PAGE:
Battle for Brooklyn—Kid Chocolate All Business

By Ryan Agius on December 4, 2015
Battle for Brooklyn—Kid Chocolate All Business
“I don’t need to go on with the politics—I don’t do well in politics. I do well at fighting.”

“I’m not a type of fighter that’s gonna say this and that. It’s about options and timing and a lot of different factors that play a part in these fights…”

These days the middleweight slugger from Grand Rapids, Michigan makes his residence in South Beach, Miami—at least for the next day or two—that is. The former WBO champ needs to be back in Brooklyn in time for his much-anticipated fight against Brownsville-native and WBA titleholder Danny “Miracle Man” Jacobs (30-1, 27 KOs) on Saturday, December 5,, at the Barclays Center. So a snowbird sipping Mai Tai’s beachside Peter Quillin is not. 

Boxing.com caught up with the 32-0-1 (23 KOs) fighter just before he heads out in the tropical night air for a run. It may be Saturday night in South Beach but Quillin is all business. 

“I like to work because it deserves a party after I get the victory, not before,” says Quillin.

“I saw you down at the Erislandy Lara fight that just took place November 25th in Florida,” I say. “You looked like you were enjoying yourself there.”

“Yeah, it was a good thing to have Erislandy down here. To get the love shown for me.  I was thankful to have so much Cuban heritage and so much support from the Cubans, it was remarkable. And I never thought Cubans gave me acknowledgment like that. I’m thankful for it. Just another motivation for me to have.”

With the Quillin vs. Jacobs bout, the middleweight division, often a glamour division, along with the today’s welterweight and yesteryear’s heavyweight divisions, has had a reawakening with this fall’s fight between Golovkin vs. Lemieux in October and the Canelo-Cotto showdown earlier this month.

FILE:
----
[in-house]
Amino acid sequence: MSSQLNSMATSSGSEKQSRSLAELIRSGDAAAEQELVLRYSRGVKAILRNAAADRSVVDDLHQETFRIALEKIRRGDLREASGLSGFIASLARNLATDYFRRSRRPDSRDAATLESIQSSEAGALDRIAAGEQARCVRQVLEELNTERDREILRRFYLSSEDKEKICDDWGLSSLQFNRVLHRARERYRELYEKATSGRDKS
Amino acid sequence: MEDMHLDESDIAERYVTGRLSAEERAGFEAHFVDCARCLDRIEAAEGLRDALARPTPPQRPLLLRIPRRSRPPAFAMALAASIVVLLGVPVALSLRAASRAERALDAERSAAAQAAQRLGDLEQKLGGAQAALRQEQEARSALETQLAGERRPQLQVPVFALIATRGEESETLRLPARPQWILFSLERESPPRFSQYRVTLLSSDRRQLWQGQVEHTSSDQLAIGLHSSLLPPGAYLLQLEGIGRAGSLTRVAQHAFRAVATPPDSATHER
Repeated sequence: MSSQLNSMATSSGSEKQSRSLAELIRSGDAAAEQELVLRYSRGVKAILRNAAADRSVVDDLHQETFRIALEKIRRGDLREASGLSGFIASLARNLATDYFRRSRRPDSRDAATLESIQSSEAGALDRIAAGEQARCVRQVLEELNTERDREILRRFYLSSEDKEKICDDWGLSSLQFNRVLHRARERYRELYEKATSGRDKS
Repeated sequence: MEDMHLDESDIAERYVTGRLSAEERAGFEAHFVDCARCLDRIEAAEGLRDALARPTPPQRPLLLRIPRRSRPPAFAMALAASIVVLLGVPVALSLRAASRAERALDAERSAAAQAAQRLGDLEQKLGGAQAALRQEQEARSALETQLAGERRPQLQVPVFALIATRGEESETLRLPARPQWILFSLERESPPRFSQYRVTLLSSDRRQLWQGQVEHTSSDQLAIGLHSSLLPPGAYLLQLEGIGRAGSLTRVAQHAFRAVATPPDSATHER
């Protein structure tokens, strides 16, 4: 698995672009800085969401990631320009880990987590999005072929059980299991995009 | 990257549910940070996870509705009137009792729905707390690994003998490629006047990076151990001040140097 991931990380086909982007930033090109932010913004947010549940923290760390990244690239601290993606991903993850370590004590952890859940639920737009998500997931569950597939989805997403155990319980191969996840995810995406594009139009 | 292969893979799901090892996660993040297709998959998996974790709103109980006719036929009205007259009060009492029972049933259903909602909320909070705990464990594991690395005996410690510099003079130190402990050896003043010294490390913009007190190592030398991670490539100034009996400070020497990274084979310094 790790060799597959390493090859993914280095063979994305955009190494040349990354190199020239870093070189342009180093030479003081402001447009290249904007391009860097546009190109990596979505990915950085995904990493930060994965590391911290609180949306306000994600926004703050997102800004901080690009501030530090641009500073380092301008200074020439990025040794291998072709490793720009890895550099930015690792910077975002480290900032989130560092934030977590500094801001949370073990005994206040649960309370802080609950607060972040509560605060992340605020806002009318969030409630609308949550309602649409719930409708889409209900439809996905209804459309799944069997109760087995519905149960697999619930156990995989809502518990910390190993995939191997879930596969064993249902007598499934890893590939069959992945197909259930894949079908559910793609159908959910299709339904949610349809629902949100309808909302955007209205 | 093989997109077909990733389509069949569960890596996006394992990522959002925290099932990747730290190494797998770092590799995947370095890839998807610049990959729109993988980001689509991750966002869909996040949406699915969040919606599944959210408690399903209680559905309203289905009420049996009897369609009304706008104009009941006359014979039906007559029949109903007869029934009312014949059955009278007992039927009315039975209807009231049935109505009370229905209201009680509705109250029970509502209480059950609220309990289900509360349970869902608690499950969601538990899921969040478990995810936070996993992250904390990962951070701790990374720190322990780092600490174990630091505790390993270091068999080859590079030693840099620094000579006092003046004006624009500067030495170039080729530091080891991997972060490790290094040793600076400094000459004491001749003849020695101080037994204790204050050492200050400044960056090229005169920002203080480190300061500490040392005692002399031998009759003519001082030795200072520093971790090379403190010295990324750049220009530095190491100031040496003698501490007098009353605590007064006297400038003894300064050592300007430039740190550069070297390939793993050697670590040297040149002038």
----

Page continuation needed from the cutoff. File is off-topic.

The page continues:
When I ask Mr. Quillin about his peers in the division, he offers this:

“Politics and business aside, I think this Danny Jacobs fight is a good fight, at this time, for me. The fight that is available to me now—that fight that I’m focused on. Nothing else even matters. I don’t know nothing about them other fights because I’ve been totally focused on this fight. This is the fight that can prepare me to get those fights that I’m looking for.

“I don’t need to go on with the politics—I don’t do well in politics. I just do well at fighting. However it’s gonna end up, the story is gonna be told, the way it’s gonna be told. I’m not a type of fighter that’s gonna say this and that. It’s about options and timing and a lot of different factors that play a part in these fights.”

                                                                    * * *

No doubt this is not Mr. Quillin’s first workout of the day and that the “Miracle Man” is practicing the same sort of self-denial so necessary in the manly art, where Thanksgiving turkey and grandma’s stuffing must be looked at, salivated over, and then said no to, just as a boxer caught with a blow that rocks him to his boots must overcome the temptation to give in, to surrender to the siren calls of pain and unconsciousness—the limitations of the body.